The editor of that paper was formerly a Step-heelian; but seeing how matters were likely to go, he made a timely somerset, and came upon his toes. He was, as I said above, rewarded with the lucrative office of Slang-Master-General. He is now a thorough-goiung Step-Toedian; and it is believed by some that he is aiming at the office of Man in the Moon, after the term of the present chief magistrate has expired.
I am, dear sir, ever yours,
Stephen Sakellarios, M.S.
*Mathew frequently quoted and referenced poetry and literature, so one can readily see what his influences were. He had avidly read the satirical social commentary of his day, and that of 18th century Britain. Abby, being half French, introduced him to French writers, as well as to the classics of ancient Greece and esoteric sources like Hermeticism and the mystical literature of the East. (All of this I can back up with various references in their respective works.)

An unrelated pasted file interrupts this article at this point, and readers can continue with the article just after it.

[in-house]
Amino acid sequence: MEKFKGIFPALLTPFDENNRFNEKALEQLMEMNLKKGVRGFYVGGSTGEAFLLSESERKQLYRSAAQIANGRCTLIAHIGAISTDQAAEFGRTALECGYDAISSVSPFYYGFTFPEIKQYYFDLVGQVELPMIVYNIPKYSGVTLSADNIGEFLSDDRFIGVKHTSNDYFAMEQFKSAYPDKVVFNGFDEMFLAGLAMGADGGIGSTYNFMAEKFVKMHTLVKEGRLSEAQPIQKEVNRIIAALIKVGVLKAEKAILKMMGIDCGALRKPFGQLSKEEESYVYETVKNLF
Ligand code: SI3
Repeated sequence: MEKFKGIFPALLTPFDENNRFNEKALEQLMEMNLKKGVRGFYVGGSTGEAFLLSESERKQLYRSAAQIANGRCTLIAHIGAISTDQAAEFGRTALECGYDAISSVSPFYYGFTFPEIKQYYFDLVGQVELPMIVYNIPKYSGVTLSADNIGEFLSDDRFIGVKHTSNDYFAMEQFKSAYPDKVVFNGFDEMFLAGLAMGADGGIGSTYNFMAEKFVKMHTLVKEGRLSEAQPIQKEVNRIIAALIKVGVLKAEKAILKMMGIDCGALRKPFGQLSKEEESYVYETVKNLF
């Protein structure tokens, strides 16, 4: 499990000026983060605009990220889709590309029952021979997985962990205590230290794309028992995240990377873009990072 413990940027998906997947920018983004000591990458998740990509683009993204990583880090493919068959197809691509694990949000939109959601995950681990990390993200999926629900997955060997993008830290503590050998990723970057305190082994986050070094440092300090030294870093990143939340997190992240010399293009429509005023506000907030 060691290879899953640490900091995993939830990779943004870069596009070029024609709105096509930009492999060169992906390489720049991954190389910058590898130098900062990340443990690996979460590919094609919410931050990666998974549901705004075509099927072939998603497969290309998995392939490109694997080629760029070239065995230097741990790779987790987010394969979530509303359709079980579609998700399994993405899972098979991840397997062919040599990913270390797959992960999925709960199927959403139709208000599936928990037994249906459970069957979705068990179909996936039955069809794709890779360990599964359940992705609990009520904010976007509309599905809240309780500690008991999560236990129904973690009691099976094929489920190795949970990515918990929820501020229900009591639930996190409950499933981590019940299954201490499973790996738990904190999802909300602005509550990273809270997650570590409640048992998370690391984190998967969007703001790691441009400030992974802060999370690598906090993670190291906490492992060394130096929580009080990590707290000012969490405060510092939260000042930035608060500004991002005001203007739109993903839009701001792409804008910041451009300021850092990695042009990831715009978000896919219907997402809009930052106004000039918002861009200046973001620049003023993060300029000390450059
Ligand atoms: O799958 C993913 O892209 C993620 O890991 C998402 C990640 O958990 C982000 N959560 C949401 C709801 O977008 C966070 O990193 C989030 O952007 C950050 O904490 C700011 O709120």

Music opening this page: "The Great Beyond"
by REM, from the film, "Man on the Moon"